DEFORMATION QUANTIZATION: PRO AND CONTRA

5

DEFINITION 4.1. A trace is a linear functional

having the property

Tr

(a*

b)

=

Tr (b

*a).

Here

Ac

E

A

is an ideal of compactly supported observables and at the right

stands the space of Laurent formal series in h with negative powers not exceeding

n

=

(1/2) dimM.

A trace functional gives rise to a very interesting generalisation of the Atiyah-

Singer index theorem for elliptic operators. In the simplest case when M is a

compact symplectic manifold and the coefficient bundle is Hom (E, E), the index

theorem consists in an explicit formula for the trace of the unit element:

(4.1)

Tr1

=

JM

chEexp

(2~h)

A(M).

Deformation quantization provides the most natural environment for the index

theorem and its various modifications. In the context of deformation quantization

they acquire quite different meaning than for elliptic operators (we will discuss this

subject in the next section).

The theory of traces in symplectic case is rather dull: there exists a unique

trace up to a normalization "constant". In contrast, the theory of traces for Poisson

manifolds is more rich. The traces are parametrized by volume forms dV such that

the Poisson tensor a is divergence-free. For each such volume form we have an index

formula similar to (4.1) with the replacement of exp(wj21rh) by i(exp(a/27rh))dV.

I hope enough was said about the merits of deformation quantization. Conclud-

ing the first part of my talk, I would like to stress once more the heuristic principle

that explains the merits of deformation quantization: any construction in the alge-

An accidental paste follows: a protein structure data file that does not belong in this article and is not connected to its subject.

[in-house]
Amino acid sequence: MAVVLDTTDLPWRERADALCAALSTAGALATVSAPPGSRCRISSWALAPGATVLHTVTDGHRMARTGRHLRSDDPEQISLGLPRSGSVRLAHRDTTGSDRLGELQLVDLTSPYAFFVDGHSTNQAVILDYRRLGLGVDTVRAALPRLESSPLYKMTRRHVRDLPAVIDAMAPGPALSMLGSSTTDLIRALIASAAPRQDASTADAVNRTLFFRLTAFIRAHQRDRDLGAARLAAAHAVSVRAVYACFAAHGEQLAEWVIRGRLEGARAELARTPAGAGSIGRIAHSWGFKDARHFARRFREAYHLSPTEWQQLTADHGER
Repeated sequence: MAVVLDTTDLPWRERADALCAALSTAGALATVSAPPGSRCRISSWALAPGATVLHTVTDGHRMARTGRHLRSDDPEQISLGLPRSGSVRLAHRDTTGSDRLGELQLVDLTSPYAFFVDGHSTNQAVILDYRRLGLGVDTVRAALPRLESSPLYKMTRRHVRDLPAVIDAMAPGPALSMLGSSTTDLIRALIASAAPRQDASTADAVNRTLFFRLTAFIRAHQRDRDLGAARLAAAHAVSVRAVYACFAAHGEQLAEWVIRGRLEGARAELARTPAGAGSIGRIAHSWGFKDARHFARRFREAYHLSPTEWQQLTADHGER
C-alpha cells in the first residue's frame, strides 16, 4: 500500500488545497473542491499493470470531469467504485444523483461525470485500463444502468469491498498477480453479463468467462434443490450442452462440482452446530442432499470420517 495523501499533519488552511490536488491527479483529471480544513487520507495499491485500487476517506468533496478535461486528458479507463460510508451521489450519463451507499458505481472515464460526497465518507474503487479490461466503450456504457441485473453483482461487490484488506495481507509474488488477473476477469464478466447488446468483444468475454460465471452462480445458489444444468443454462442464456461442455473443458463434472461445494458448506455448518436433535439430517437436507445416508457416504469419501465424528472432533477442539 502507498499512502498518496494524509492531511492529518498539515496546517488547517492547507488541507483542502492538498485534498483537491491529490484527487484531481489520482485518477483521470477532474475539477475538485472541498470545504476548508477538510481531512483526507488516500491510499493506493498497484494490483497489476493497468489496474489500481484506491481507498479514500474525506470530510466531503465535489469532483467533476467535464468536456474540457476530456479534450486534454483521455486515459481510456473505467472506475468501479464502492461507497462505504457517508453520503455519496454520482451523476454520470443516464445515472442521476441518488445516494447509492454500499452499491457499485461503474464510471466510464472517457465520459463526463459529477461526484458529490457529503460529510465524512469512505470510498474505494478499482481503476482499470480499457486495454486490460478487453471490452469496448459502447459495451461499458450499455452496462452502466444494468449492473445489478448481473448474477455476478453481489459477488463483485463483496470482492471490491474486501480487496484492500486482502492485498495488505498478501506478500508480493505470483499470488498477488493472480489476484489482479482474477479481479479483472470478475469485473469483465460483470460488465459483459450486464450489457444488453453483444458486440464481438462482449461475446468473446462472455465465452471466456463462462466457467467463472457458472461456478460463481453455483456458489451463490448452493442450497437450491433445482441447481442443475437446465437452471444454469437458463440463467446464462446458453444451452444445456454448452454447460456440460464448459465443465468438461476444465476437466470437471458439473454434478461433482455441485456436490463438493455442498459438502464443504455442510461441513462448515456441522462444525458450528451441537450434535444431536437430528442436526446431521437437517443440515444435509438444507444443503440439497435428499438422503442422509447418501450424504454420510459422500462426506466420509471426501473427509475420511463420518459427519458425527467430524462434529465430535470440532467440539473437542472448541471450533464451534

bra of classical observables can be lifted to the algebra of quantum observables in

the deformation quantization framework.

5. Difficulties with calculations

Now I am passing to the second part which can be titled "The drawbacks". To

begin with, let us note that in practice h is a small positive number, proportional

to the Planck constant with coefficients depending on physical parameters of the

system. Thus, for calculations we need to substitute this numerical value of h into

a formal power series. This operation is quite unclear except for the case when the

series terminates and we have a polynomial. Moreover, we know from traditional

quantum mechanics that physical parameters sometimes have discrete spectrum

and sometimes not. Is it possible to explain this in the deformation quantization

framework?

A reasonable way out is to treat formal power series in h as asymptotic ones, at

least as far as calculations are concerned. In fact, in many cases one can interpret

these series as asymptotic ones obtained by stationary phase method or the WKB

method for differential equations. But in general it is unclear if we can interpret

formal power series as asymptotic and in what sense. So, to my mind, most com-

putational algorithms should begin like this: "Suppose we have a representation

of our deformation business such that the formal power series in question are in